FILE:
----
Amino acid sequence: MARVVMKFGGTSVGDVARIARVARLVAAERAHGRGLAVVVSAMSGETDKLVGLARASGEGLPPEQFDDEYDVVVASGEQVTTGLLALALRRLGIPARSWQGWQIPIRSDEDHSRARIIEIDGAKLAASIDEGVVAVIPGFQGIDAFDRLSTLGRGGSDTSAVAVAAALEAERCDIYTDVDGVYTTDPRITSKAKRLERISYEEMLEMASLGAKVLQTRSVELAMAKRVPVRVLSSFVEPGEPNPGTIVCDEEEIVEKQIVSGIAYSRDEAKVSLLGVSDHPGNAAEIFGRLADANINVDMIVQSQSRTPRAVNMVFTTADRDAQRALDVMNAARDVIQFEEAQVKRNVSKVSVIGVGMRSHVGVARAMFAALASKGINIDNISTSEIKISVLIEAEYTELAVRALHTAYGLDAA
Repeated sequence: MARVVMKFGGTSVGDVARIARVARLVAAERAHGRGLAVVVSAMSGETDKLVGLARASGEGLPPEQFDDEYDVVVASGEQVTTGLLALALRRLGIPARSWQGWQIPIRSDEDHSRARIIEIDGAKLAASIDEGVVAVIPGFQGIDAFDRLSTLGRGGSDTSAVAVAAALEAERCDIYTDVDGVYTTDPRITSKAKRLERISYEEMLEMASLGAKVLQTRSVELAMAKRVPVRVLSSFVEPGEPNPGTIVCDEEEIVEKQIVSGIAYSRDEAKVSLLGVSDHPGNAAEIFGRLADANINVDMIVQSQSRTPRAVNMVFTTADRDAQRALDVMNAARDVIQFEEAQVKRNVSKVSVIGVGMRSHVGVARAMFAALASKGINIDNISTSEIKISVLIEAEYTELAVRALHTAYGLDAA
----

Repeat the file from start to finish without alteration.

Amino acid sequence: MARVVMKFGGTSVGDVARIARVARLVAAERAHGRGLAVVVSAMSGETDKLVGLARASGEGLPPEQFDDEYDVVVASGEQVTTGLLALALRRLGIPARSWQGWQIPIRSDEDHSRARIIEIDGAKLAASIDEGVVAVIPGFQGIDAFDRLSTLGRGGSDTSAVAVAAALEAERCDIYTDVDGVYTTDPRITSKAKRLERISYEEMLEMASLGAKVLQTRSVELAMAKRVPVRVLSSFVEPGEPNPGTIVCDEEEIVEKQIVSGIAYSRDEAKVSLLGVSDHPGNAAEIFGRLADANINVDMIVQSQSRTPRAVNMVFTTADRDAQRALDVMNAARDVIQFEEAQVKRNVSKVSVIGVGMRSHVGVARAMFAALASKGINIDNISTSEIKISVLIEAEYTELAVRALHTAYGLDAA
Repeated sequence: MARVVMKFGGTSVGDVARIARVARLVAAERAHGRGLAVVVSAMSGETDKLVGLARASGEGLPPEQFDDEYDVVVASGEQVTTGLLALALRRLGIPARSWQGWQIPIRSDEDHSRARIIEIDGAKLAASIDEGVVAVIPGFQGIDAFDRLSTLGRGGSDTSAVAVAAALEAERCDIYTDVDGVYTTDPRITSKAKRLERISYEEMLEMASLGAKVLQTRSVELAMAKRVPVRVLSSFVEPGEPNPGTIVCDEEEIVEKQIVSGIAYSRDEAKVSLLGVSDHPGNAAEIFGRLADANINVDMIVQSQSRTPRAVNMVFTTADRDAQRALDVMNAARDVIQFEEAQVKRNVSKVSVIGVGMRSHVGVARAMFAALASKGINIDNISTSEIKISVLIEAEYTELAVRALHTAYGLDAA